“As mentioned before, the foundation of our success are our employees. They have a tremendous level of self-initiative and creativity,” said Wiertz. “Their contribution to the success and development of both, SDG and WSW, is invaluable. With on-going training measures and target-oriented support of young potentials we, the management, take care for keeping our leading position also in the future. We always give young people the opportunity to see what we are doing and let them stick their nose in our business. This is done by practical trainings.”
“During the next years we will focus our sales activities on the BRICS-Countries (Brazil, Russia, India, China and South Africa),” said Wiertz. “We see potential for growth in big bore engine components, including crankshafts, conrods, camshafts and steel pistons.”
(As published in the March 2015 edition of Maritime Reporter & Engineering News - http://magazines.marinelink.com/Magazines/MaritimeReporter)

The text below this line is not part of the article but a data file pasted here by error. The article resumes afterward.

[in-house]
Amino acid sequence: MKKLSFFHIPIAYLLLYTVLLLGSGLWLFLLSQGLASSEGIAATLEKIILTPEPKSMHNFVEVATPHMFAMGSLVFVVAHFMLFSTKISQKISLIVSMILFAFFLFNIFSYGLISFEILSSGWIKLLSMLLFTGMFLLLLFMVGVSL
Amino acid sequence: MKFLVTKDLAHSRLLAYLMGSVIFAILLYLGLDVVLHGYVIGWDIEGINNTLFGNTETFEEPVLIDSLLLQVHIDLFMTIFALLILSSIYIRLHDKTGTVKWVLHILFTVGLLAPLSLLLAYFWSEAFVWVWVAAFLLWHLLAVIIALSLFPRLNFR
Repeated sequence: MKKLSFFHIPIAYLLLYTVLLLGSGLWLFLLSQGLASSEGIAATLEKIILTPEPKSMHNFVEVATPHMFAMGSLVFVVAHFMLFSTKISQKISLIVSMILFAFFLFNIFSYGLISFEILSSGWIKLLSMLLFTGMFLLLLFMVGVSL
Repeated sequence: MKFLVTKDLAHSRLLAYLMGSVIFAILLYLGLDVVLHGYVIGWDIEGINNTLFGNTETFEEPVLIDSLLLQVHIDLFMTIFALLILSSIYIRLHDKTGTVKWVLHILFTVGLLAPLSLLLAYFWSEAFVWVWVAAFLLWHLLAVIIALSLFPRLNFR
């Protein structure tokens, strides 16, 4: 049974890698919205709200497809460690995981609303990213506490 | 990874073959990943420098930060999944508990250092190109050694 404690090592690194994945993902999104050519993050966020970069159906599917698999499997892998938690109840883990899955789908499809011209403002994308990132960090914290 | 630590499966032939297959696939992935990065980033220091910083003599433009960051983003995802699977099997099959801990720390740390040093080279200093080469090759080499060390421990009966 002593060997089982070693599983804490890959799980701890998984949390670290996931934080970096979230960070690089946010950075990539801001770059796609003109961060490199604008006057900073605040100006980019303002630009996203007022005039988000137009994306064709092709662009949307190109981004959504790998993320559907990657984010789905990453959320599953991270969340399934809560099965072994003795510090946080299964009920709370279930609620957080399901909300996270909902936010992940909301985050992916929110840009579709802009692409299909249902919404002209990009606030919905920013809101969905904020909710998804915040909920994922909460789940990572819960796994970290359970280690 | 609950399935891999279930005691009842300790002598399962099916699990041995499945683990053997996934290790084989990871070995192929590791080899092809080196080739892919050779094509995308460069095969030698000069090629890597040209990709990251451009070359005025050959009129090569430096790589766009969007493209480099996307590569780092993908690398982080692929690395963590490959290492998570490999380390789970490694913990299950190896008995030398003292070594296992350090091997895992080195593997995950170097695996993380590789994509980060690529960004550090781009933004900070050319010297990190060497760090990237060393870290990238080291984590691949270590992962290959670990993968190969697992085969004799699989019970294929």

Other stories from March 2015 issue
- Editorial: The MAN in Command page: 6
- Getting Onboard the Regulatory Train page: 8
- Moskito to Recover Oil from Sunken Wrecks page: 10
- Studies Show U.S. Offshore’s Untapped Potential page: 12
- Big Spending on Liquefaction Terminals page: 13
- Using AIS Data to Assess Collision Risks page: 14
- Resilience & the Maritime Industry page: 16
- EALs & Oil Spill Remediation page: 18
- Imtech Marine USA and Radio Holland ‘Reloaded’ page: 20
- Maritime Training Five Years from Now: A Look Ahead page: 22
- Turkey Maritime Sector Alive & Kicking page: 24
- Schmiedag and Wildauer Schmiedewerke: 'We Forge Partnerships' page: 26
- SimCity page: 31
- Maritime Simulation “A-to-Z” page: 38
- USCG Adm. Zukunft: The Man, His Mission page: 40
- USCG Makes Headway in Challenging Waters page: 48
- US Tank Barge Regs Loom, Laborde Presses Mitsubishi’s 'Mechanical Advantage' page: 52
- Coast Guard Foundation Supports USCG Men, Women, Families page: 53
- Marine Salvage & Oil Spill Response Insights page: 54
- Oil Under Ice page: 56
- Greek Fleet (Still) Rules page: 60
- Push Boats: From Turkey to Brazil page: 62
- LNG Barge: Conrad to Build Historic First page: 63
- Light-Off for Pasha’s New ConRo page: 63
- Imabari Invests in Shipbuilding page: 64
- Thunderbolt: Eastern Delivers Innovative Towboat page: 64
- MLP3 AFSB NASSCO Delivers for the Navy page: 65
- How to Approach Maritime Cyber Security page: 66
- Terragon: Next-Step in Ship Waste Handling page: 68